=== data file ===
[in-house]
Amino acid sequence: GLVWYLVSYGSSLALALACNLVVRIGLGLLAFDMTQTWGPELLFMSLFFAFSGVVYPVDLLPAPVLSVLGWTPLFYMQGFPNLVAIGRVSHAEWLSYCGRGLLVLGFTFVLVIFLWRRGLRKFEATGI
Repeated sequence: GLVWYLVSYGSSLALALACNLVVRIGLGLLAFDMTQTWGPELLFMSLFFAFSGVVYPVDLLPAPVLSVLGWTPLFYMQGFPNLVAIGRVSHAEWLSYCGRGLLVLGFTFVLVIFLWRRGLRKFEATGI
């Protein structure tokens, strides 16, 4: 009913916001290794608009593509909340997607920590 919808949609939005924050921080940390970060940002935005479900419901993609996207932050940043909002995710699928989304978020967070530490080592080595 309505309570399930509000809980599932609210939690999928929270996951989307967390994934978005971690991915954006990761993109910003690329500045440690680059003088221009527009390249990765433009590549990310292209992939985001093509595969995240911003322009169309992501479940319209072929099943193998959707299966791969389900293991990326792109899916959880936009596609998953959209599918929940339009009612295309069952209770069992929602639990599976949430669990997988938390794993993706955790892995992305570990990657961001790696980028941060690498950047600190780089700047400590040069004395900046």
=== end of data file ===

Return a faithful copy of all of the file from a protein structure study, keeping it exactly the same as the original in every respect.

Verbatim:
[in-house]
Amino acid sequence: GLVWYLVSYGSSLALALACNLVVRIGLGLLAFDMTQTWGPELLFMSLFFAFSGVVYPVDLLPAPVLSVLGWTPLFYMQGFPNLVAIGRVSHAEWLSYCGRGLLVLGFTFVLVIFLWRRGLRKFEATGI
Repeated sequence: GLVWYLVSYGSSLALALACNLVVRIGLGLLAFDMTQTWGPELLFMSLFFAFSGVVYPVDLLPAPVLSVLGWTPLFYMQGFPNLVAIGRVSHAEWLSYCGRGLLVLGFTFVLVIFLWRRGLRKFEATGI
């Protein structure tokens, strides 16, 4: 009913916001290794608009593509909340997607920590 919808949609939005924050921080940390970060940002935005479900419901993609996207932050940043909002995710699928989304978020967070530490080592080595 309505309570399930509000809980599932609210939690999928929270996951989307967390994934978005971690991915954006990761993109910003690329500045440690680059003088221009527009390249990765433009590549990310292209992939985001093509595969995240911003322009169309992501479940319209072929099943193998959707299966791969389900293991990326792109899916959880936009596609998953959209599918929940339009009612295309069952209770069992929602639990599976949430669990997988938390794993993706955790892995992305570990990657961001790696980028941060690498950047600190780089700047400590040069004395900046």